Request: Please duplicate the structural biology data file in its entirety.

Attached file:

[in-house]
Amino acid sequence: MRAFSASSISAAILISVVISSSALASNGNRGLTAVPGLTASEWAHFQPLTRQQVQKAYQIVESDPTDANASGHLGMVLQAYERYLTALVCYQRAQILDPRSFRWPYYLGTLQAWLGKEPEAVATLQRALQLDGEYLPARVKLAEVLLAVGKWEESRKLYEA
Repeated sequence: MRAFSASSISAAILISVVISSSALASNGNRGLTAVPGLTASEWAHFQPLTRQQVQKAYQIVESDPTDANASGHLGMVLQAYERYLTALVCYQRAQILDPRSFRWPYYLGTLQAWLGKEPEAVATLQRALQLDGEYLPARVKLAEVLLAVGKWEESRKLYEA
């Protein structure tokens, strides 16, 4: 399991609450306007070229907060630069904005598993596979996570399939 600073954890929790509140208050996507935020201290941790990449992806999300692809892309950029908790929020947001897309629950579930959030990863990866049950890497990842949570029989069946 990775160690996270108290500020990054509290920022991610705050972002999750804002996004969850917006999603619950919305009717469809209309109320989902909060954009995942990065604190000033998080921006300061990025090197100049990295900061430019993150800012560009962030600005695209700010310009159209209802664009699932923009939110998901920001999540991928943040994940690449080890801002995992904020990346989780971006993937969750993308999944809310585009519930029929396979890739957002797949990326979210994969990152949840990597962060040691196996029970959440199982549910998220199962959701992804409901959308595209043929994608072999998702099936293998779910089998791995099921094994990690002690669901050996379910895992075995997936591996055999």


[in-house]
Amino acid sequence: MRAFSASSISAAILISVVISSSALASNGNRGLTAVPGLTASEWAHFQPLTRQQVQKAYQIVESDPTDANASGHLGMVLQAYERYLTALVCYQRAQILDPRSFRWPYYLGTLQAWLGKEPEAVATLQRALQLDGEYLPARVKLAEVLLAVGKWEESRKLYEA
Repeated sequence: MRAFSASSISAAILISVVISSSALASNGNRGLTAVPGLTASEWAHFQPLTRQQVQKAYQIVESDPTDANASGHLGMVLQAYERYLTALVCYQRAQILDPRSFRWPYYLGTLQAWLGKEPEAVATLQRALQLDGEYLPARVKLAEVLLAVGKWEESRKLYEA
């Protein structure tokens, strides 16, 4: 399991609450306007070229907060630069904005598993596979996570399939 600073954890929790509140208050996507935020201290941790990449992806999300692809892309950029908790929020947001897309629950579930959030990863990866049950890497990842949570029989069946 990775160690996270108290500020990054509290920022991610705050972002999750804002996004969850917006999603619950919305009717469809209309109320989902909060954009995942990065604190000033998080921006300061990025090197100049990295900061430019993150800012560009962030600005695209700010310009159209209802664009699932923009939110998901920001999540991928943040994940690449080890801002995992904020990346989780971006993937969750993308999944809310585009519930029929396979890739957002797949990326979210994969990152949840990597962060040691196996029970959440199982549910998220199962959701992804409901959308595209043929994608072999998702099936293998779910089998791995099921094994990690002690669901050996379910895992075995997936591996055999």